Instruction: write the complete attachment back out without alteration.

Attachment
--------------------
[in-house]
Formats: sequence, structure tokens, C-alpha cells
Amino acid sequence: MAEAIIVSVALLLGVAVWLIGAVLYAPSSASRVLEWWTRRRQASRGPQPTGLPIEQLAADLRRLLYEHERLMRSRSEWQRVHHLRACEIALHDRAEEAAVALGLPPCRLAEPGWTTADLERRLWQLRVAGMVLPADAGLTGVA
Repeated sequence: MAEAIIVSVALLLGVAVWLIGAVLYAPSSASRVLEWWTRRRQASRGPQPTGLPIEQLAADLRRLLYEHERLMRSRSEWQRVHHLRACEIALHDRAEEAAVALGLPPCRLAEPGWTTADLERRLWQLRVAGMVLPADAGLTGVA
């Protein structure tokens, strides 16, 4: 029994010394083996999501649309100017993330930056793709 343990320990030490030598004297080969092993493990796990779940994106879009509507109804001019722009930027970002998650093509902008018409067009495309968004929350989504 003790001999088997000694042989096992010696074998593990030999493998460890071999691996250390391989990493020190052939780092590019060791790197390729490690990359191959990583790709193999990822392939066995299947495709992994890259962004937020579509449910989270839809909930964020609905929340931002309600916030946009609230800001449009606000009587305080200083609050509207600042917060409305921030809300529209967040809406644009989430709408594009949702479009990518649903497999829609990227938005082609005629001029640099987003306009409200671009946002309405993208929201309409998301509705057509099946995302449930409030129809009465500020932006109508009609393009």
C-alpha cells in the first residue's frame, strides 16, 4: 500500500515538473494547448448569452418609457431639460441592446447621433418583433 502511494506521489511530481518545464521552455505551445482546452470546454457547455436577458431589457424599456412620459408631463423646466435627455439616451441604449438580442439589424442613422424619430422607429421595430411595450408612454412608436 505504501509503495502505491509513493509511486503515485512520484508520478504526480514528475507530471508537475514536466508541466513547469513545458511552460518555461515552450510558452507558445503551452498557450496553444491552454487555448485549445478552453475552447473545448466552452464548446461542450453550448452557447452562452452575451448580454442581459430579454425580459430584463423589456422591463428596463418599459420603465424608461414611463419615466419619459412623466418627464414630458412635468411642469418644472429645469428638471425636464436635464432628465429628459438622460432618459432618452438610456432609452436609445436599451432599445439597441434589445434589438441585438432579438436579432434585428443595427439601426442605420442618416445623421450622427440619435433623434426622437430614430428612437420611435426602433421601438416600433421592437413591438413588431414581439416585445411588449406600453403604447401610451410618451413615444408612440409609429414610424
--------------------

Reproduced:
[in-house]
Formats: sequence, structure tokens, C-alpha cells
Amino acid sequence: MAEAIIVSVALLLGVAVWLIGAVLYAPSSASRVLEWWTRRRQASRGPQPTGLPIEQLAADLRRLLYEHERLMRSRSEWQRVHHLRACEIALHDRAEEAAVALGLPPCRLAEPGWTTADLERRLWQLRVAGMVLPADAGLTGVA
Repeated sequence: MAEAIIVSVALLLGVAVWLIGAVLYAPSSASRVLEWWTRRRQASRGPQPTGLPIEQLAADLRRLLYEHERLMRSRSEWQRVHHLRACEIALHDRAEEAAVALGLPPCRLAEPGWTTADLERRLWQLRVAGMVLPADAGLTGVA
């Protein structure tokens, strides 16, 4: 029994010394083996999501649309100017993330930056793709 343990320990030490030598004297080969092993493990796990779940994106879009509507109804001019722009930027970002998650093509902008018409067009495309968004929350989504 003790001999088997000694042989096992010696074998593990030999493998460890071999691996250390391989990493020190052939780092590019060791790197390729490690990359191959990583790709193999990822392939066995299947495709992994890259962004937020579509449910989270839809909930964020609905929340931002309600916030946009609230800001449009606000009587305080200083609050509207600042917060409305921030809300529209967040809406644009989430709408594009949702479009990518649903497999829609990227938005082609005629001029640099987003306009409200671009946002309405993208929201309409998301509705057509099946995302449930409030129809009465500020932006109508009609393009």
C-alpha cells in the first residue's frame, strides 16, 4: 500500500515538473494547448448569452418609457431639460441592446447621433418583433 502511494506521489511530481518545464521552455505551445482546452470546454457547455436577458431589457424599456412620459408631463423646466435627455439616451441604449438580442439589424442613422424619430422607429421595430411595450408612454412608436 505504501509503495502505491509513493509511486503515485512520484508520478504526480514528475507530471508537475514536466508541466513547469513545458511552460518555461515552450510558452507558445503551452498557450496553444491552454487555448485549445478552453475552447473545448466552452464548446461542450453550448452557447452562452452575451448580454442581459430579454425580459430584463423589456422591463428596463418599459420603465424608461414611463419615466419619459412623466418627464414630458412635468411642469418644472429645469428638471425636464436635464432628465429628459438622460432618459432618452438610456432609452436609445436599451432599445439597441434589445434589438441585438432579438436579432434585428443595427439601426442605420442618416445623421450622427440619435433623434426622437430614430428612437420611435426602433421601438416600433421592437413591438413588431414581439416585445411588449406600453403604447401610451410618451413615444408612440409609429414610424